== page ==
(1983 E.L.T. 24) and the other of this Tribunal in Delta Spokes Manufacturing Co. v. Collector of Central Excise, Bombay (1983 E.L.T.547). Secondly, he urged that coated precipitated chalk was not a mineral and only mineral substances were covered by the relevant entry.

For all these reasons, Shri Khanna concluded, the Respondents' claim was untenable.

8. Shri Ansari, learned Council for the Respondents, opened his arguments by saying that the fact that precipitated chalk was mentioned under the head "Minerals" showed that what was contemplated in the entry was not minerals in their natural form alone but also processed minerals. He referred to passages from Kirk-Othmer and the "Hand-book of Fillers and Reinforcements for Plastics" published by Van Nostrand and Reinhold Company and submitted that these authorities recognised that coated precipitated chalk was a grade of precipitated chalk.

Further, precipitated chalk is discussed in the Chapter "Mineral Fillers" in the second cited authority. Since there is no dispute about the end-use of the product as a filler and the product was known in the trade as precipitated chalk, reliance being placed for this purpose on the affidavits on record from dealers, Shri Ansari contended that the product fulfilled all the requirements for exemption. In support of the stand that a particular grade of a product is not to be taken as something different from that product, he cited the decision of the Kings Bench on the famous Saccharin case-McNicol and Anr. v.Finch-decided by the King's Bench and the Bombay High Court decision in Sandoz India Ltd. v. Union of India and Ors. (1980 E.L.T. 696) and the Andhra Pradesh High Court in State of Andhra Pradesh v. Shri Durga Hardware Store and Anr.-STC (32) 322.

9. We have carefully considered the submissions before us. The notification in question exempts the specified minerals employed as extenders, suspending agents or fillers or as diluents. Chalk including precipitated chalk is listed as a mineral. Now, precipitated chalk is not a naturally occurring mineral. In the common process of its manufacture, namely, Carbonation process which the Respondents are stated to be following- "Limestone is calcined in a kiln to obtain carbon dioxide and quicklime. Generally, these products are purified separately before recombining. The quicklime is mixed with water to produce either a milk-of-lime or dry hydrated lime ; both are essentially all calcium hydroxide. When dry hydrate is used in a process, water is added to produce a milk-of-lime slurry.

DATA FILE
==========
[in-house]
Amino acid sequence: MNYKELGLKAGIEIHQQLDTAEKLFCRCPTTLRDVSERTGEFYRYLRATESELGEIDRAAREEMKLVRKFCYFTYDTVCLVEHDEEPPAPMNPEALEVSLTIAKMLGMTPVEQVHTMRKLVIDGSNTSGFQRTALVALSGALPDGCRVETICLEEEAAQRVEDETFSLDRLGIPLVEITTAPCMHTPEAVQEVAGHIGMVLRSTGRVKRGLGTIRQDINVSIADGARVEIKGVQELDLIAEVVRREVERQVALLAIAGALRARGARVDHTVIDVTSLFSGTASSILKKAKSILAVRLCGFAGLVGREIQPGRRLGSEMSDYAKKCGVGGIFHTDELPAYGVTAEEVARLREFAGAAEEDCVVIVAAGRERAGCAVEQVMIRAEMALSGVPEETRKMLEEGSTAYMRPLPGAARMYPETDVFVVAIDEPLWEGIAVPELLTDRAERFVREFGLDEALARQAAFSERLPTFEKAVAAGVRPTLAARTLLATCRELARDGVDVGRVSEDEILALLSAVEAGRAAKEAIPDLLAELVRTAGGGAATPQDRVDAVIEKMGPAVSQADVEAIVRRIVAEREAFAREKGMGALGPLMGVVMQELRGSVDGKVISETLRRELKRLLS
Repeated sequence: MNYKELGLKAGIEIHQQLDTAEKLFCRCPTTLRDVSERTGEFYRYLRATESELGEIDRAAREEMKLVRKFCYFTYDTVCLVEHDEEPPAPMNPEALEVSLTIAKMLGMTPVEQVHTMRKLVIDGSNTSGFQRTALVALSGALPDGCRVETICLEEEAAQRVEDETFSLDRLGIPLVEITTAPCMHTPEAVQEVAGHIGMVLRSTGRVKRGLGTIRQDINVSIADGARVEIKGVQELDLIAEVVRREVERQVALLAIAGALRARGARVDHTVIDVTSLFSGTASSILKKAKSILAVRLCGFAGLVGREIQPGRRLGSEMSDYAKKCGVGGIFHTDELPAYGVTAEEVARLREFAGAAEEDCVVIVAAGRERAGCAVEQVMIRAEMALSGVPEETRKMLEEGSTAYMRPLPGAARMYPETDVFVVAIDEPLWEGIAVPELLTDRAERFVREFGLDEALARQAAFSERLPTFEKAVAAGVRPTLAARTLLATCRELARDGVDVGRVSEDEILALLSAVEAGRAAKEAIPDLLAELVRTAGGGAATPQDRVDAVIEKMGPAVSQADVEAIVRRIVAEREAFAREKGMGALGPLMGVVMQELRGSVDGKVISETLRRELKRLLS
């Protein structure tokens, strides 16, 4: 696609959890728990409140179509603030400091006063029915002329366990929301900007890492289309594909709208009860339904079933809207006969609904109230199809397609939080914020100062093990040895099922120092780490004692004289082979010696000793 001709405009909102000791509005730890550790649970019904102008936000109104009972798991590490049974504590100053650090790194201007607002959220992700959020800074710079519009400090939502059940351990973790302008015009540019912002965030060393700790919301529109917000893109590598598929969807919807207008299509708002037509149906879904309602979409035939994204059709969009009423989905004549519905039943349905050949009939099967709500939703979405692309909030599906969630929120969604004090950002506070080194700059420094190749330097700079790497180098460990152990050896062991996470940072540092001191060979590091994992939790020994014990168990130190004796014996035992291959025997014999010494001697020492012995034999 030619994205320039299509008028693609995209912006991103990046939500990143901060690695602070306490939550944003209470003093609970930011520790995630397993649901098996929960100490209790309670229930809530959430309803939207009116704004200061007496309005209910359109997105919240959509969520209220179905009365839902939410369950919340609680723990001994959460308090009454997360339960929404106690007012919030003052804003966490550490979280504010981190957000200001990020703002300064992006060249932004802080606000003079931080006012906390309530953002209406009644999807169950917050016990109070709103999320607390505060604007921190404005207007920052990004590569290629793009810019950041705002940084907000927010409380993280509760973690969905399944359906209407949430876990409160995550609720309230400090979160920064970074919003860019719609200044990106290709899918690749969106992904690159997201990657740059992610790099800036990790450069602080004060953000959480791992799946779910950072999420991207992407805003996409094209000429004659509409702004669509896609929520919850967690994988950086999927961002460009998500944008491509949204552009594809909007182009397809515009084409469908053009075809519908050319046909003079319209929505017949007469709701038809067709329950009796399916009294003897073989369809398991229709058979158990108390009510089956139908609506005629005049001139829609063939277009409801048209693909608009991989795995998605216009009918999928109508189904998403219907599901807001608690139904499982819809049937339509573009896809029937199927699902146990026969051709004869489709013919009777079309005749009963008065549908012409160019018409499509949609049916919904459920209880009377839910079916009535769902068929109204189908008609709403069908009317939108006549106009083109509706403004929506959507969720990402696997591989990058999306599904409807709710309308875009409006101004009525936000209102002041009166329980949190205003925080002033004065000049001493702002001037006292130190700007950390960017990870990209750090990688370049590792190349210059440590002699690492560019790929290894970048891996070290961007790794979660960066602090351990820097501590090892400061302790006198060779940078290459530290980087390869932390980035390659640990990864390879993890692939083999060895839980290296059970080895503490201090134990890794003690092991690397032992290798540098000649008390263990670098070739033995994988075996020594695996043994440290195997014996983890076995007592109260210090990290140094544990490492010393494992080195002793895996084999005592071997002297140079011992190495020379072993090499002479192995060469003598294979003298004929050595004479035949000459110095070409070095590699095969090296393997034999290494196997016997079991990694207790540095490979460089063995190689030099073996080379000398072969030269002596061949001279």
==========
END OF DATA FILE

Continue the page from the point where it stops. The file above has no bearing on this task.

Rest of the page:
In the carbonation process, the cooled and purified carbon dioxide- bearing kiln gas is bubbled through the milk-of-lime in a reactor known as a carbonator. Gasing continues until all the calcium hydroxide has been converted to the carbonate. The end point can be monitored by pH or by chemical measurements.

Reaction conditions determine the type of crystal, the size of particles, and the size distribution produced. The process variables include starting temperature, temperature during carbonation, rate of mixing, pH, concentration of reactants, and the presence or absence of chemical additives.

Following carbonation, the product can be further purified by screening as the impurities in the milk-of-lime remain as coarse particles in comparision to the micrometer-sized, precipitated calcium carbonate.

This screening, also used to control the maximum size of the product, is followed by dewatering. Rotary vacuum filters, pressure filters, or centrifuge are used in the mechanical removal of water. Washing of the filter cake is unnecessary as water is the only by-product of carbonation.

The filter cake solids are generally 25-60%, CaCO3, depending, to a large degree, on the particle size of the precipitated carbonate. Final drying is accomplished in either a rotary, tunnel, spray, or flash dryer (see Drying). This dryer product is usually disintegrated in a micropul-verizer. The milled material is conveyed to large storage bins for bulk loading or packing in bags." (Extracted from Pp. 428-429 of Vol. 4 of Kirk-Othmer's Encyclopaedia of Chemical Technology -3rd edition).

10. It is clear from the process of manufacture, which has been set out above in detail, that precipitated chalk is a prepared product and, at the most, can be said to be a processed or prepared mineral. If precipitated chalk can be classed as a mineral for the purpose of the notification, we do not see why coated precipitated chalk cannot be.

11. Some "Coated grades" (again, to refer to Kirk-Othmer) are available for special applications. The precipitated calcium carbonate is coated to improve flow properties, processing and the physical properties of the final product. Fatty acids, resins, and wetting agents used as coating materials are applied before or after drying. According to the book, while uncoated grades have found wide applications in latex and alkyd flat wall paints and ultra-fine precipitated calcium carbonate is used in rubber to provide reinforcement of white and light coloured products, coated grades are used to improve the dispersability in mixing and to lower the modulus of the rubber.